The Notice itself states that consideration was given as to whether there were any alternative options to issuing the notice, such as delivering EHC plans remotely. However, it was determined that remote delivery would only be partially successful for the following reasons:

  1. The need to redeploy specialist staff to respond to the outbreak means that there is unlikely to be sufficient specialist staff to deliver all provision remotely.
  2. The limitations of remote working may make it impossible to deliver provision in this way for all families.
  3. Even if a remote equivalent were to be provided for each aspect of provision specified in an EHC plan, this would not constitute securing the provision as specified.

The Notice further explains that the change to the section 42 duty is deemed proportionate because:

  1. The modification allows local authorities and health commissioning bodies in England to adapt to the changing situation in their specific area, based on the nature and demands of the outbreak locally, workforce capacity and skills, and the needs of each individual with an EHC plan.
  2. The modification enables local authorities and health commissioning bodies to arrange reasonable alternatives to the usual service during the outbreak, such as by delivering therapies remotely, or using video.

The Guidance stresses that the Notice does not absolve local authorities or CCGs of their responsibilities under section 42, but simply provides that they must use their ‘reasonable endeavours’ to secure or arrange the provision instead.

As such, local authorities and CCGs must consider for each child and young person with an EHC plan what they can reasonably provide in the circumstances during the notice period. The Guidance notes that:

For some individuals, this will mean that the provision specified in their plan can continue to be delivered; but for others (because of the impact of coronavirus (COVID-19) on local authorities or health commissioning bodies) the provision may need temporarily to be different to that which is set out in their EHC plan.

The Guidance also explains that when making these kinds of decisions, determining what provision must be secured or arranged in discharge of its modified section 42 duty, the local authority or CCG should consider:

  1. the specific local circumstances (such as workforce capacity and skills and that of others whose input is needed to EHC needs assessments and plans processes, temporary closures of education settings, guidance on measures to reduce the transmission of coronavirus (COVID-19) and other demands of the outbreak)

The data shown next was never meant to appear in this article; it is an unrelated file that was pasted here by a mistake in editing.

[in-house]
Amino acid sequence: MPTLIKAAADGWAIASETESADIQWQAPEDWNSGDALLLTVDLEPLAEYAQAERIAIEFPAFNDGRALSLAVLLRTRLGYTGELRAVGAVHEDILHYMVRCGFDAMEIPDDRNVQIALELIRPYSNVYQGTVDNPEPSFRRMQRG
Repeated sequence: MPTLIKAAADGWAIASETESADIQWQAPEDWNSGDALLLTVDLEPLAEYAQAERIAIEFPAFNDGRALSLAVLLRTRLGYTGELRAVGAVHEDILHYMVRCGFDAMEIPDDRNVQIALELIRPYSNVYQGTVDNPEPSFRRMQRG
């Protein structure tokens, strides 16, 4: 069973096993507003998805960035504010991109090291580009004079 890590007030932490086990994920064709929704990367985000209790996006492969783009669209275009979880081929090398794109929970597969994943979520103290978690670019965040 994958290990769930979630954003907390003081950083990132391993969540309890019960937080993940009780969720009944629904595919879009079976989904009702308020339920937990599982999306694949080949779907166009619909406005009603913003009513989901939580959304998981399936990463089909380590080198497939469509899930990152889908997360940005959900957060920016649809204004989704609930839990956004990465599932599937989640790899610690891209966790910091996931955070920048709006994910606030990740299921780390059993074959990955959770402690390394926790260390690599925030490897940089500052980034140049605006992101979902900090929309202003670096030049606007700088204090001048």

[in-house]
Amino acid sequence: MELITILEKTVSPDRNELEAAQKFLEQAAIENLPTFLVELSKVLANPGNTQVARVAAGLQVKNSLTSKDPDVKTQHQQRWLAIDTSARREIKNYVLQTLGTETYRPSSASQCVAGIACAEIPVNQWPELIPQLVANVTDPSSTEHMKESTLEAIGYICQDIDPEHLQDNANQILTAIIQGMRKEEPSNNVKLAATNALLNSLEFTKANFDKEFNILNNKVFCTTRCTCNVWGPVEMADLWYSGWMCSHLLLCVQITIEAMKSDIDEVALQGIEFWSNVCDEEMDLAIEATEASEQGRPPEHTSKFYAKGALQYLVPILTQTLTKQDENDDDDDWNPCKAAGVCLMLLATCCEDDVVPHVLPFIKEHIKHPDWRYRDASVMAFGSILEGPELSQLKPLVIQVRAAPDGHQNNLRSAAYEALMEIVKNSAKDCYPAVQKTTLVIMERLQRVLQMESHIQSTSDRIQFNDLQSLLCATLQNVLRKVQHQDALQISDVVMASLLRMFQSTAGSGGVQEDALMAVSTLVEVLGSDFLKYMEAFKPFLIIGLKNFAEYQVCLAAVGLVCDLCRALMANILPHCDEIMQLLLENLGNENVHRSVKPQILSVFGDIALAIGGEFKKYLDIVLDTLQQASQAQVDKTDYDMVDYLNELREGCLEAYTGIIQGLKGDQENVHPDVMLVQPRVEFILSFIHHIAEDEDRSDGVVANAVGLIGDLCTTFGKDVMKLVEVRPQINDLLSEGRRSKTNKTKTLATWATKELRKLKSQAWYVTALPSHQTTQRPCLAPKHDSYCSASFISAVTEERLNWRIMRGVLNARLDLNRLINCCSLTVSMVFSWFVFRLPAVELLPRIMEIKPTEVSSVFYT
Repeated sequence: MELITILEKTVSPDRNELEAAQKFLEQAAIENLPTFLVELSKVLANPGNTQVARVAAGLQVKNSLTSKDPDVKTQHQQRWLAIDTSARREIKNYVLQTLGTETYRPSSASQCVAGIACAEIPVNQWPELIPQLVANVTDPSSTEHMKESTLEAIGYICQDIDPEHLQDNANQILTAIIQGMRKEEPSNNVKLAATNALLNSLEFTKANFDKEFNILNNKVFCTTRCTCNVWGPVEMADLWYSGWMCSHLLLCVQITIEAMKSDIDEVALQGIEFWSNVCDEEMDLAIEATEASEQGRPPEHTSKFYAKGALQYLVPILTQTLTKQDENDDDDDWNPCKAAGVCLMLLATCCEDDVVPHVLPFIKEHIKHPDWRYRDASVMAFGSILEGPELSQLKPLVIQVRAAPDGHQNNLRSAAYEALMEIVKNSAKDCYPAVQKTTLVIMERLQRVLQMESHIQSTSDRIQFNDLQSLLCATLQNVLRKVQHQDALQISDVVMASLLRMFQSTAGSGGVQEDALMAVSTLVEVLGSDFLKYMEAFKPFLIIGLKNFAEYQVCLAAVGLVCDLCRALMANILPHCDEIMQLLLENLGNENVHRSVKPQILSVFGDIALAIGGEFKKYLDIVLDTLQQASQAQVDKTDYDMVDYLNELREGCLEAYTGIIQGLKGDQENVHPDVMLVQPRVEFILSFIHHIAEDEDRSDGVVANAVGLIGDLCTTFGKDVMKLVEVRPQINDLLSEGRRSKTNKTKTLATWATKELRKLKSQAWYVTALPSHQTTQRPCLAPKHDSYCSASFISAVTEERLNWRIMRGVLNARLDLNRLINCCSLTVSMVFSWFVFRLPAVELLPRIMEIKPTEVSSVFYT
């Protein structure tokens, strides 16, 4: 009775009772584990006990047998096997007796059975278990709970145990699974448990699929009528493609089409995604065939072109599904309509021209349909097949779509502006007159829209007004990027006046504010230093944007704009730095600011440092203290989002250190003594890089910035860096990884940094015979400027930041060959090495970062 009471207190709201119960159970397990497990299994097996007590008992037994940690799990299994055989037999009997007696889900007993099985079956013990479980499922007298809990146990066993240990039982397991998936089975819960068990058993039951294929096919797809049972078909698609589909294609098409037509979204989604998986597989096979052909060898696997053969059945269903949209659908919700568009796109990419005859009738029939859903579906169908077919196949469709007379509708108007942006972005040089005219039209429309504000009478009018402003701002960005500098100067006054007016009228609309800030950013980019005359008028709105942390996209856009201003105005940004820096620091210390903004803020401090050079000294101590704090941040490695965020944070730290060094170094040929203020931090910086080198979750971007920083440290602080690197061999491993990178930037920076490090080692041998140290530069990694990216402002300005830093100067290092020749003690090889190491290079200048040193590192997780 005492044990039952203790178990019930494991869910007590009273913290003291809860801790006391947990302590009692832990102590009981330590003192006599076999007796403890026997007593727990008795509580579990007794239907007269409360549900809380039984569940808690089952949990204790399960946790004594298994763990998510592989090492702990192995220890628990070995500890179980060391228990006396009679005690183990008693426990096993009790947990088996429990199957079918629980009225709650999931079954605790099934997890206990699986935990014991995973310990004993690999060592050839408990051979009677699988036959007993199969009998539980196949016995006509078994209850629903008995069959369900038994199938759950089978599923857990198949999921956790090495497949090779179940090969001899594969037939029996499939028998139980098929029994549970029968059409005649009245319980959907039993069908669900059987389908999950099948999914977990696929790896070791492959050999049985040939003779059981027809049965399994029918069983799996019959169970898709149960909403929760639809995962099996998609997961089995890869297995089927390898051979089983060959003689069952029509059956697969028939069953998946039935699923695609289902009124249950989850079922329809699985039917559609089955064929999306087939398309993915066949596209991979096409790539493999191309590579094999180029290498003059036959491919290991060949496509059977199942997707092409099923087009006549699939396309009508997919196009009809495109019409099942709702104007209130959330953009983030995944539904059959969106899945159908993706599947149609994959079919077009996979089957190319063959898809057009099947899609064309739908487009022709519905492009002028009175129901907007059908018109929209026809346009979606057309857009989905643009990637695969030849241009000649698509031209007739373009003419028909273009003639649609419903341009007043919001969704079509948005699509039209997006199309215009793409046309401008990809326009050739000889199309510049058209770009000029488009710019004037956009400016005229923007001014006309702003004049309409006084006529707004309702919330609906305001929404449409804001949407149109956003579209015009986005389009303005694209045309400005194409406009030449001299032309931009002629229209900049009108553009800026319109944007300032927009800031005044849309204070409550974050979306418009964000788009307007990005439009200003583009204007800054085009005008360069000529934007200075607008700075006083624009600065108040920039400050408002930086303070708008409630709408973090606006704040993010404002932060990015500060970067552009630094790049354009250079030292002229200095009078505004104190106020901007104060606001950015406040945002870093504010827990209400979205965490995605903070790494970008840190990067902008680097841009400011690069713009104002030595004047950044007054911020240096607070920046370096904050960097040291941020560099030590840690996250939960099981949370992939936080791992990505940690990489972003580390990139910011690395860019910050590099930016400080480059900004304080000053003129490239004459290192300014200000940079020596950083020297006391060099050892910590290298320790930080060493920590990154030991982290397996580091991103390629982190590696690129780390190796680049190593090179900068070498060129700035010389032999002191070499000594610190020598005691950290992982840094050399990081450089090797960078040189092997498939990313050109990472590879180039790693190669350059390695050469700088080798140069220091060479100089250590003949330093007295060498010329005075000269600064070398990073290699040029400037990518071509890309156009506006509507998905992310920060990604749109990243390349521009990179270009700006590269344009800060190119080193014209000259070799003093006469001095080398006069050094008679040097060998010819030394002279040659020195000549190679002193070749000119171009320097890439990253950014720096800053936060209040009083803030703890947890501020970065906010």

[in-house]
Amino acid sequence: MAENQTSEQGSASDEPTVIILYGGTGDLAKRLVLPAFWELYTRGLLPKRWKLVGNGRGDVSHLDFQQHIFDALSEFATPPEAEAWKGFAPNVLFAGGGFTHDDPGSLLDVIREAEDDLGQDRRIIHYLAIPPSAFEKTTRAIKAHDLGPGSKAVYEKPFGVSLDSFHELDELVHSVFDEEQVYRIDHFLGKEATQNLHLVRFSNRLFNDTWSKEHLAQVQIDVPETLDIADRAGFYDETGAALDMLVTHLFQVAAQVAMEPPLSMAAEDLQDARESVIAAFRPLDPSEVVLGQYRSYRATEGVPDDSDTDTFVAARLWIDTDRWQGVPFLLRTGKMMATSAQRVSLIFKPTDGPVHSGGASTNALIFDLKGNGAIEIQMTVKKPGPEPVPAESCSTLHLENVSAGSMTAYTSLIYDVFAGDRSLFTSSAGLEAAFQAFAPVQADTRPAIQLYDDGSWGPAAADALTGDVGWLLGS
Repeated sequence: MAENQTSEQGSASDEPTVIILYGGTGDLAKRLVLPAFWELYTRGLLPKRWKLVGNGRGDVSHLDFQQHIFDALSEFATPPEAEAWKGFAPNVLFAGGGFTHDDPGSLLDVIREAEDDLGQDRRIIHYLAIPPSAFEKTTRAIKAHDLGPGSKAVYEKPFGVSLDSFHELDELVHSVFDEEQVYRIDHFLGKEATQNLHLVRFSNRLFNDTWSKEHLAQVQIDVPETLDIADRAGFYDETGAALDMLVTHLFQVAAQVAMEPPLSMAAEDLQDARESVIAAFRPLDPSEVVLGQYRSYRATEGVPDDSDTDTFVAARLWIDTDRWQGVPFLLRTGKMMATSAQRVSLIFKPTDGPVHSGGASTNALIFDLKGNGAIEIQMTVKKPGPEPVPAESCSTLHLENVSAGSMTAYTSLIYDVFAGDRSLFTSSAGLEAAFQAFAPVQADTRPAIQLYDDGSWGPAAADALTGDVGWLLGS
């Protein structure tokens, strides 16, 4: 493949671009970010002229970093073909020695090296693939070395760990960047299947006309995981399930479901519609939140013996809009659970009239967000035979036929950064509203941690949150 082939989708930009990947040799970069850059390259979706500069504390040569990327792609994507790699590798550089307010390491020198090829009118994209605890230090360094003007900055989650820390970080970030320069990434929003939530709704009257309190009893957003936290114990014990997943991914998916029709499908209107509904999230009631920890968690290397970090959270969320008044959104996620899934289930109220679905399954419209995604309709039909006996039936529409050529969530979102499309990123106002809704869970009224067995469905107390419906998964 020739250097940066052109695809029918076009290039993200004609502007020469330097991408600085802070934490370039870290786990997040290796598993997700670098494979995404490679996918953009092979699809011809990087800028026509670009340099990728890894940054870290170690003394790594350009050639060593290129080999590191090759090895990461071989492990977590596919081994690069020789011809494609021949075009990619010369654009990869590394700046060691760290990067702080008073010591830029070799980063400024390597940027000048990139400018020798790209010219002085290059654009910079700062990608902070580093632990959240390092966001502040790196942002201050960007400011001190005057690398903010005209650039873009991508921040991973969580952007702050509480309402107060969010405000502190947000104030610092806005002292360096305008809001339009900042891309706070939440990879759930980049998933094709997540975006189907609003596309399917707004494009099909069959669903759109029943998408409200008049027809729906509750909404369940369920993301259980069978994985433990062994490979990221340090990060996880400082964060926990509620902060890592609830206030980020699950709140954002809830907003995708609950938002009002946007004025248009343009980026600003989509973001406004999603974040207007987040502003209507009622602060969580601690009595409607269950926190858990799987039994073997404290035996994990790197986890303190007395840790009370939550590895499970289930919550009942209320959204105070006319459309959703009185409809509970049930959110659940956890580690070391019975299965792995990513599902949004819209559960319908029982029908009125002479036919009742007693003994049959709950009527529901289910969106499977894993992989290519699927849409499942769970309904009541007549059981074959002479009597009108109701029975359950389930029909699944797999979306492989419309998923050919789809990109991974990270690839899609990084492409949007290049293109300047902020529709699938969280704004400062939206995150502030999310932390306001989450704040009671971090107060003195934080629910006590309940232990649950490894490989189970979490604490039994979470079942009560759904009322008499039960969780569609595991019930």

2. the needs of and specific circumstances affecting the child or young person
  3. the views of the child, young person and their parents over what provision might be appropriate

Moreover, the Guidance also states that the local authority or health commissioning body should keep a record of the provision it decides it must secure or arrange. The Guidance advises that the following steps should then be taken:

  1. confirm to the parents or young person what it has decided to do and explain why the provision for the time being differs from that in the plan
  2. keep under review whether the provision it is securing or arranging means that it is still complying with the reasonable endeavours duty, recognising that the needs of a child or young person may change over time (particularly in the current circumstances) as may the availability of key staff or provision

The Guidance also provides a framework to assist local authorities and health commissioning bodies determine what constitutes ‘reasonable endeavours’ in any given case. It acknowledges that what constitutes ‘reasonable endeavours’ is context and individual specific. In summary, the framework is as follows:

  1. What?: Differences in the provision stated in the plan.
  2. Where?: Location where provision is to be provided may be altered.
  3. How?: Frequency and timing of provision may be altered or modified.
  4. When?: Method of delivery may be altered, such as to employ video technology.
  5. By whom?: Changes to the person delivering the provision.

Finally, the Guidance states that:

[t]he modified s42 duty relates to the provision for each individual child and young person. Local authorities and health commissioning bodies must not apply blanket policies about the provision to be secured or arranged.